ABOUT CEREBRAL PALSY:
Cerebral palsy (CP) is a disorder that affects muscle tone, movement and motor skills (the ability to move in a coordinated and purposeful way).
CP usually is caused by brain damage that happens before or during a baby’s birth, or during the first 3 to 5 years of a child’s life. This brain damage also can lead to other health issues, including vision, hearing, and speech problems; and learning disabilities.
There is no cure for CP, but treatment, therapy, special equipment and in some cases, surgery can help kids who are living with the condition.
Cerebral palsy is one of the most common congenital (existing at or before birth) disorders of childhood. About 500,000 children in the United States have the condition.
The three types of CP are:
- spastic cerebral palsy — causes stiffness and movement difficulties
- athetoid cerebral palsy — leads to involuntary and uncontrolled movements
- ataxic cerebral palsy — causes a problem with balance and depth perception
Since cerebral palsy affects muscle control and coordination, even simple movements — like standing still — are difficult. Other functions that also involve motor skills and muscles — such as breathing, bladder and bowel control, eating, and talking — also may be affected when a child has CP.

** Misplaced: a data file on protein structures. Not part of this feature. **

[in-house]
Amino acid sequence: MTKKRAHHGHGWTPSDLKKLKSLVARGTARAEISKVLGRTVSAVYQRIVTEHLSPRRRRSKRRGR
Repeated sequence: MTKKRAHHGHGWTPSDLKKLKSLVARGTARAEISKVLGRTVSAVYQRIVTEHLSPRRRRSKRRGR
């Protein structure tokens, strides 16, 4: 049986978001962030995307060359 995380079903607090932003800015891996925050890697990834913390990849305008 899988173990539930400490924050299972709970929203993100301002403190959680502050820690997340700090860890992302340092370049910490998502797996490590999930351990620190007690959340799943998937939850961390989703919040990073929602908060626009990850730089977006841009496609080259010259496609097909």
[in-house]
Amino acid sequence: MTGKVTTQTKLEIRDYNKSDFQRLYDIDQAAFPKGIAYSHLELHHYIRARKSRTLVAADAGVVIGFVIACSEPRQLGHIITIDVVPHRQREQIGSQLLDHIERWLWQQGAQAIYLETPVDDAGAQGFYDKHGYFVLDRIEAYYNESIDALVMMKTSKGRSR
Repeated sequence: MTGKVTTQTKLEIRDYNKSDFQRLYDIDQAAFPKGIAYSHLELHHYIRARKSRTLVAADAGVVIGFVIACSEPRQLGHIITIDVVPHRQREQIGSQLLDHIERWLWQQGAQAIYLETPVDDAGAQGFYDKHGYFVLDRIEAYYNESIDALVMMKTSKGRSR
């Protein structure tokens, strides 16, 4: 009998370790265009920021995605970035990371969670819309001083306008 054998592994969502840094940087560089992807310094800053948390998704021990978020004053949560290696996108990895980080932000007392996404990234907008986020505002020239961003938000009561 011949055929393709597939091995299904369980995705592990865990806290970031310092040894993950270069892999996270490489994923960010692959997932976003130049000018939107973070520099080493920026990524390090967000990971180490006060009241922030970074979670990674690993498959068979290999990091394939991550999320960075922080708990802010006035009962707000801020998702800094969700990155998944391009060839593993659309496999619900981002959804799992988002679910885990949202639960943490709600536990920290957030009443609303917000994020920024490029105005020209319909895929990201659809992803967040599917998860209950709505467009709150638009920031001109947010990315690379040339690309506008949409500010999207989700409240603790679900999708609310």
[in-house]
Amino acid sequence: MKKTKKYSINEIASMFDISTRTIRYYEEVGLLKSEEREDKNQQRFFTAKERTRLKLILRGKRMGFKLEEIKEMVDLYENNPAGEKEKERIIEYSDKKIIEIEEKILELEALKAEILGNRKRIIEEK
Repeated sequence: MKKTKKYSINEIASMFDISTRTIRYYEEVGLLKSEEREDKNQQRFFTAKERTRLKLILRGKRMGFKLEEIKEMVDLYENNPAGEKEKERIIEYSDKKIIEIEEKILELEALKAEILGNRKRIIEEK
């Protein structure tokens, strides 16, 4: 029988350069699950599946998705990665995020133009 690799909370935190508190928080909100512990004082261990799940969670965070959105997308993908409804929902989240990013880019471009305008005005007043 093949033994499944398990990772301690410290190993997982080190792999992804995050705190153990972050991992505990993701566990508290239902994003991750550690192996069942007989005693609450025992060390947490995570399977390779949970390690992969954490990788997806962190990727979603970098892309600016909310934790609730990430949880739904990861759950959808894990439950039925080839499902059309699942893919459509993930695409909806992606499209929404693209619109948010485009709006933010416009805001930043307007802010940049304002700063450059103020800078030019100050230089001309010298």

CAUSES OF CEREBRAL PALSY:
The exact causes of CP aren’t always known. But many cases are the result when a fetus’ brain is either damaged or doesn’t develop normally. This can be due to infections, maternal health problems, a genetic disorder, or something else that interferes with normal brain development.
Premature babies — particularly those who weigh less than 3.3 pounds (1,510 grams) — have a higher chance of having CP than babies that are carried to term. So do other low-birthweight babies and multiple births, such as twins and triplets.
Brain damage in infancy or early childhood also can lead to CP. For example, a baby or toddler might suffer damage because of lead poisoning, bacterial meningitis, poor blood flow to the brain, being shaken as an infant (shaken baby syndrome), or being in a car accident.